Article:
Dining with Bogart and Bergman
One talent distinguishes the few chefs who are truly gifted from those who are merely fine cooks: imagination. Take something as simple as that...
One talent distinguishes the few chefs who are truly gifted from those who are merely fine cooks: imagination. Take something as simple as that pizza-shop staple, the eggplant parmigiana sub. Several weeks ago, at lunch, I had a gentrified version of this popular pleasure at the Casablanca restaurant in Harvard Square. Theirs, on grilled rounds of French bread, had paper-thin slices of eggplant fried to perfection, a plum-tomato sauce, and melted fresh buffalo mozzarella. Plus one imaginative leap: chef Ana Sortun included some succulent black Mission figs, whose sweetness, set against the tomato's tart bite, triggered a taste synergy in which the five ingredients played off each other in a medley of contrasts. In my own kitchen, I could have made eggplant parmigiana sandwiches for the next thousand years without thinking to add a fig. Sortun, unlike me, has a foodie's imagination.
Since 1996 she has worked her magic at the Casablanca, a Harvard Square institution that began as a bar in 1955. Décor stays true to the eponymous 1942 film: murals depict Bogart and Bergman; the wicker loveseats remain in place; the restaurant logo is a Sydney Greenstreet caricature; and here, even if a kiss is just a kiss, a slowly rotating ceiling fan is also an allusion.
The dinner menu also pays respects to the film's setting (after all, Rick Blaine was himself a restaurateur), with ample references to Arab and Mediterranean cuisine. The tuna kibbeh appetizer updates a rustic Levantine dish. Casablanca takes its olives seriously: one hors d'oeuvre is simply warm olives, house marinated and slow roasted. The warm goat cheese and green olive combination is fabulous, the delicate flavor of its large Tunisian olives taking the star turn.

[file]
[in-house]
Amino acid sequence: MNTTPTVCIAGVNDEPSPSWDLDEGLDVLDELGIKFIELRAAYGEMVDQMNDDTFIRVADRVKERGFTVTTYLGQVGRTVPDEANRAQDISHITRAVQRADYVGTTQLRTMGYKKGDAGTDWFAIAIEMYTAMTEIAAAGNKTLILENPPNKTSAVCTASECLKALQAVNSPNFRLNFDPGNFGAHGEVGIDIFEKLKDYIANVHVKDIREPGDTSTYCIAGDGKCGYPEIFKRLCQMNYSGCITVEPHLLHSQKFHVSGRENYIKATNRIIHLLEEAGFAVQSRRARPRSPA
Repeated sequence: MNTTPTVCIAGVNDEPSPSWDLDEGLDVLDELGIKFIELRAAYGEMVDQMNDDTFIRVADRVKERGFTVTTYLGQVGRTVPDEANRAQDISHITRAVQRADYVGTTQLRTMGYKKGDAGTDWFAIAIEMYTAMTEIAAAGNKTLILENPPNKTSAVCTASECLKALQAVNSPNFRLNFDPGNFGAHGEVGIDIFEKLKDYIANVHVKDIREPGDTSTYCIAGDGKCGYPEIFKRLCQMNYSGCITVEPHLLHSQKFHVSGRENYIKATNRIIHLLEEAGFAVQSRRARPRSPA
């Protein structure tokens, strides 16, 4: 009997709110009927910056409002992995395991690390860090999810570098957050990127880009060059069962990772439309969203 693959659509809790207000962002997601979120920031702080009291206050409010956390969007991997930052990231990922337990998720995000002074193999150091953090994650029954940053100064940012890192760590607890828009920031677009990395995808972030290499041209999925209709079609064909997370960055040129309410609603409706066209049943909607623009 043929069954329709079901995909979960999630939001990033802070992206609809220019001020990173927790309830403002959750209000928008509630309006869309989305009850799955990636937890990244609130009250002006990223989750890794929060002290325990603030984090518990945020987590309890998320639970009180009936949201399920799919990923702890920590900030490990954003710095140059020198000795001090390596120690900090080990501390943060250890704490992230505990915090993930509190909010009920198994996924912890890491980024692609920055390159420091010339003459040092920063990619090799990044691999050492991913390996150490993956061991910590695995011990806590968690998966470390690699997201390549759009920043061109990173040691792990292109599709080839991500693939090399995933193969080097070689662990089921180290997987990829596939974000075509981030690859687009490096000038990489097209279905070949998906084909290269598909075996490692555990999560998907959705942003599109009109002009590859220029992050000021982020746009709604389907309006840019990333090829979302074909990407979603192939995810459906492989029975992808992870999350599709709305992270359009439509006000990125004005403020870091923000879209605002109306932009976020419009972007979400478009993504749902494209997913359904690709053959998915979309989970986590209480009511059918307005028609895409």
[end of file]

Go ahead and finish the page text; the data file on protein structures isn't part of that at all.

Almond-and-ricotta dumplings, pan-fried to a golden brown on each side, exude a sensuous, subtle flavor reminiscent of southern Italy. A gorgeous presentation of grilled halibut, topped by a lemon and fig confit, tasted as marvelous as it looked; its surrounding moat of tiny, wine-braised French lentils had such refined delicacy as to nearly compete with the main event for attention. The rich black figs, moist and sweet, contrasted beautifully with the white, flaky fish. Brown butter added a delightful hazelnut flavor note.
At Casablanca, one can dine wonderfully in comfortable surroundings at reasonable prices. Hors d'oeuvres range from $3.50 to $8; entrées start at $15 for the almond-ricotta dumplings and rise to $23 for a peppered sirloin. The wine list offers more than 30 choices from $25 to $55 per bottle. If you were to drink just one glass of Burgundian Pinot Noir ($6), you could have a three-course meal for about $35 to $40 a person plus tip, and almost surely be surprised by one of Sortun's fresh ideas. The richly creative dining experience may well put you in the mood for a film upstairs at the Brattle Theatre--perhaps Play It Again, Sam.
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